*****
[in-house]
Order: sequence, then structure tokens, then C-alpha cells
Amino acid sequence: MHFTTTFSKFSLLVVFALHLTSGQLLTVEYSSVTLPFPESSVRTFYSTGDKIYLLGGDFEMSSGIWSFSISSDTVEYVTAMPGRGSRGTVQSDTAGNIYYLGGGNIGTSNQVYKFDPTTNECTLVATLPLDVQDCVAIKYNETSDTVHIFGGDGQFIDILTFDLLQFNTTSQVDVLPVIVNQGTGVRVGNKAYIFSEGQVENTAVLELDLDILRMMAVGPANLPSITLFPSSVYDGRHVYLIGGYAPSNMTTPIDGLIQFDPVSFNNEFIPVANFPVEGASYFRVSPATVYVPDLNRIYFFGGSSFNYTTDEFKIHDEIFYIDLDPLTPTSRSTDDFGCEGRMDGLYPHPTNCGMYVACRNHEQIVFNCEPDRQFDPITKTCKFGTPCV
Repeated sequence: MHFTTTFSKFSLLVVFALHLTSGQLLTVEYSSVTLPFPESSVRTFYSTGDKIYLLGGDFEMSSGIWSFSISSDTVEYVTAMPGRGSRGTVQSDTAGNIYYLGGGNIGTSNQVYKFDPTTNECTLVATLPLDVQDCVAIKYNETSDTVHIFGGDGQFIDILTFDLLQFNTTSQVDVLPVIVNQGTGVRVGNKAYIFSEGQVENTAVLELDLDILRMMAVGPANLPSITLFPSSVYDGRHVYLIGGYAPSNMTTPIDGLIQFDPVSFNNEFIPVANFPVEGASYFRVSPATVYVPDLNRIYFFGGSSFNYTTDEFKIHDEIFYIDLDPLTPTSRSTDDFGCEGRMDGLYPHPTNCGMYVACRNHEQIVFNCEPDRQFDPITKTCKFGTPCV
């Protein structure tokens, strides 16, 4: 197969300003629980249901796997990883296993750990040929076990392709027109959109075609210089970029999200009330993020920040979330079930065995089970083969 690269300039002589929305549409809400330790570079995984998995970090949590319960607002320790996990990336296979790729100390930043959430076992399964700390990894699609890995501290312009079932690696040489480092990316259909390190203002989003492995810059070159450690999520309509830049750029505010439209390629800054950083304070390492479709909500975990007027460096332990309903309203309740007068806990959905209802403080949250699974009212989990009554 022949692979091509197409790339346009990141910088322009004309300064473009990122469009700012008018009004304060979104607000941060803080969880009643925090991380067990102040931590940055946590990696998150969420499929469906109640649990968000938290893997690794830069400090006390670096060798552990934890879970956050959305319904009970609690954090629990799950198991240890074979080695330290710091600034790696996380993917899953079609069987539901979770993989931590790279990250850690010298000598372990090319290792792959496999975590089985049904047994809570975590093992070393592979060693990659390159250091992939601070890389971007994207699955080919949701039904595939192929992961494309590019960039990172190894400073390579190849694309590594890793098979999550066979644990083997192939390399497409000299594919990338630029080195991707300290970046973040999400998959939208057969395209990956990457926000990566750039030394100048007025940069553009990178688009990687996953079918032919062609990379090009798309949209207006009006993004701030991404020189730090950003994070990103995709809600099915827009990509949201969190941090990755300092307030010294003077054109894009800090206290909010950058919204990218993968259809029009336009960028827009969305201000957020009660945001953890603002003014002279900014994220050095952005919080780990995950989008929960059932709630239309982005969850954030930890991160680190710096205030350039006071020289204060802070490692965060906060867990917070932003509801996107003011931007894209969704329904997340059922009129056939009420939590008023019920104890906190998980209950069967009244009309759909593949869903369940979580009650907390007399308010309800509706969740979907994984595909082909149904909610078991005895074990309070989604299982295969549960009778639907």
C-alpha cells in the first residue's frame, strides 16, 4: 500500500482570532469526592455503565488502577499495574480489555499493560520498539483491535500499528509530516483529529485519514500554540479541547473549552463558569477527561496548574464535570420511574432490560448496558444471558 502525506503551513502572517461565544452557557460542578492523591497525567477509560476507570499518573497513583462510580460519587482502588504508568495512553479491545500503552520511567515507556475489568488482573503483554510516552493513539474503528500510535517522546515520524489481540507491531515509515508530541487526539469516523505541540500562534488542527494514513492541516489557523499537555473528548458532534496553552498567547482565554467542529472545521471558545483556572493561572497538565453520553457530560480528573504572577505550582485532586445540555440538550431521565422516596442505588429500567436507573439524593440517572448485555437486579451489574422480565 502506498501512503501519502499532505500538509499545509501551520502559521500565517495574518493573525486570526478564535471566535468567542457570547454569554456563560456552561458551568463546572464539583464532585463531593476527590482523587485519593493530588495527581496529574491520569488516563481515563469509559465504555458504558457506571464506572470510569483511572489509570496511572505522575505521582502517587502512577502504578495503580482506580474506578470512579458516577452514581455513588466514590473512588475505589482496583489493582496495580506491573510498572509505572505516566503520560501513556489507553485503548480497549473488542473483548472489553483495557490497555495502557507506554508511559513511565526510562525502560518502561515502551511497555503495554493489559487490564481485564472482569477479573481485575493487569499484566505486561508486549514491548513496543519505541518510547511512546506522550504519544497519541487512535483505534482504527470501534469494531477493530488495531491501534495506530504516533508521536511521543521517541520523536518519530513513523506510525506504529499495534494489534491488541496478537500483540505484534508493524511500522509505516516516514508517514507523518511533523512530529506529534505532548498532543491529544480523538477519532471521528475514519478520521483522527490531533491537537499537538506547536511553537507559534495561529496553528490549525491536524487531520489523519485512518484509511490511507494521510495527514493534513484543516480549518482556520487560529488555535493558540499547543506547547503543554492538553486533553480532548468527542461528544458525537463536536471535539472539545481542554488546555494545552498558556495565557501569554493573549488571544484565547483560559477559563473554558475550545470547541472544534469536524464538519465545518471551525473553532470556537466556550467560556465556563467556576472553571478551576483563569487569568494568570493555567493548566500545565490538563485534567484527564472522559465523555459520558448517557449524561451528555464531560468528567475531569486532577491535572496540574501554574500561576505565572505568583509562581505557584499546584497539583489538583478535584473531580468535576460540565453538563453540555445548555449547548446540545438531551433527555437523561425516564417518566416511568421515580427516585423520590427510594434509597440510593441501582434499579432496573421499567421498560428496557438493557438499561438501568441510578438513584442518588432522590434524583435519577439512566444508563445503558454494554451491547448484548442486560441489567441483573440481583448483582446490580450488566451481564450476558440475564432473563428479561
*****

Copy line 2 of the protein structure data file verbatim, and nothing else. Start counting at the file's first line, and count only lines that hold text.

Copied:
Order: sequence, then structure tokens, then C-alpha cells